Aykan Erdemir: Libyan Plane Helped Iran Circumvent US Sanctions – Al Marsad

Turkey’s leading independent press Platform 24 published a report on Monday on the contradictory statements by Turkish officials on the fate of a Libyan aircraft suspected of smuggling Iranian cash in 2014.

[Libya, 20 August 2019] – Former Turkish MP and senior researcher at the Foundation for the Defense of Democracies, Aykan Erdemir, indicated that according to Platform 24, contradictory statements issued by Turkish officials regarding a Libyan plane suspected of smuggling Iranian money in 2014, have caused parliamentary debate over whether the Islamist Justice and Development Party led by its Chairman, the Turkish President Recep Tayyip Erdogan, has helped Iran circumvent sanctions.

The report noted that an investigation into the Libyan plane that was loaded with US banknotes has not been covered by any mainstream Turkish media.

The debate goes back to 12 December 2014, when Mahmut Tanal, a parliamentarian from Turkey’s pro-secular Republican People’s Party, made the headlines in the Turkish press with his statement that a Libyan plane had airlifted a massive shipment of US cash from Iran to Turkey. Tanal informed the Turkish authorities that a Buraq Air plane took off from Ahwaz International Airport in the Islamic Republic of Iran, and was going to land in Ankara with four tons of U.S. banknotes. The cargo manifest showed a shipment of kiwi fruit on board of the Libyan plane, but Turkey’s Minister of Customs and Trade at that time, Nurettin Canikli, stated that the only plane belonging to the Libyan airliner, Buraq Air, that arrived in Turkey around that time was carrying 19 tons of cigarettes.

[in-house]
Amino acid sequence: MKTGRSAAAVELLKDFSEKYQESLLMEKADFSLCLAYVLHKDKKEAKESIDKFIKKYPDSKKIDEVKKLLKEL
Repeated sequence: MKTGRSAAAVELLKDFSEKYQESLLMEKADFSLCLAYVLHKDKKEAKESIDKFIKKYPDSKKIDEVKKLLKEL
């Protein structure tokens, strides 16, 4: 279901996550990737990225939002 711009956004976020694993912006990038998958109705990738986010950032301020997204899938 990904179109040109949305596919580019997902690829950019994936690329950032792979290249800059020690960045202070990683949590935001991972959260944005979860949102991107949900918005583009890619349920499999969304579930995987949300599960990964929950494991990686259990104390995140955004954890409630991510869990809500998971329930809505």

The report mentioned that on 18 January 2014, Tanal submitted parliamentary questions to both the Minister of Customs and Trade, Nurettin Canikli, and the Minister of Transportation, Lutfi Elvan. Tanal asked Canikli to provide the manifest, flight path, and cargo of the Buraq Air flight. The member of the Turkish Parliament likewise asked Elvan to provide the same information for all flights that were chartered by the Islamic Republic to Turkey since the AKP came to power in 2002. The Turkish Minister of Transportation at the time, however, abstained from answering Tanal’s question, whereas the Customs and Trade Minister only answered a month after the inquiry, stating that x-ray scans of the cargo revealed that the plane was carrying cigarettes only.

Buraq Air

Aykan Erdemir added that this controversy resurfaced again last month after a hearing of the Turkish Parliament’s Human Rights Commission when Tanal inquired about the problem of cigarette smuggling from Iran to Turkey.

Deputy Governor of the Turkish General Directorate of Security, Erhan Gulveren, claimed that there have been no recorded cases in recent years of cigarettes smuggling by planes. Earlier this month, the MP from the Republican People’s Party submitted two parliamentary questions to the Ministry of Commerce as well as the Ministry of Transportation on a potential government cover-up of Iran’s illicit financial flows to determine the Libyan Buraq Air cargo in December 2014, which was reportedly seized by Turkish authorities in Istanbul. Nonetheless, no official answer was given to the Turkish member of the Parliament.

According to Aykan Erdemir, given the government’s almost total control of Turkish media, investigative journalists are unlikely to be allowed to probe further into this highly sensitive case, at least from Ankara’s perspective, unless they find an independent media platform to report their findings.

Erdemir concluded his report by confirming that since the country’s June 2018 elections, Erdogan’s government has failed to answer more than half of the 13,488 parliamentary questions submitted, and Tanal’s renewed investigation is likely to meet the same fate. The former Turkish MP said the challenge of illicit funding continues in Turkey, which has become a permissive environment for many rogue players besides the Islamic Republic of Iran.

© Al Marsad English. 2019.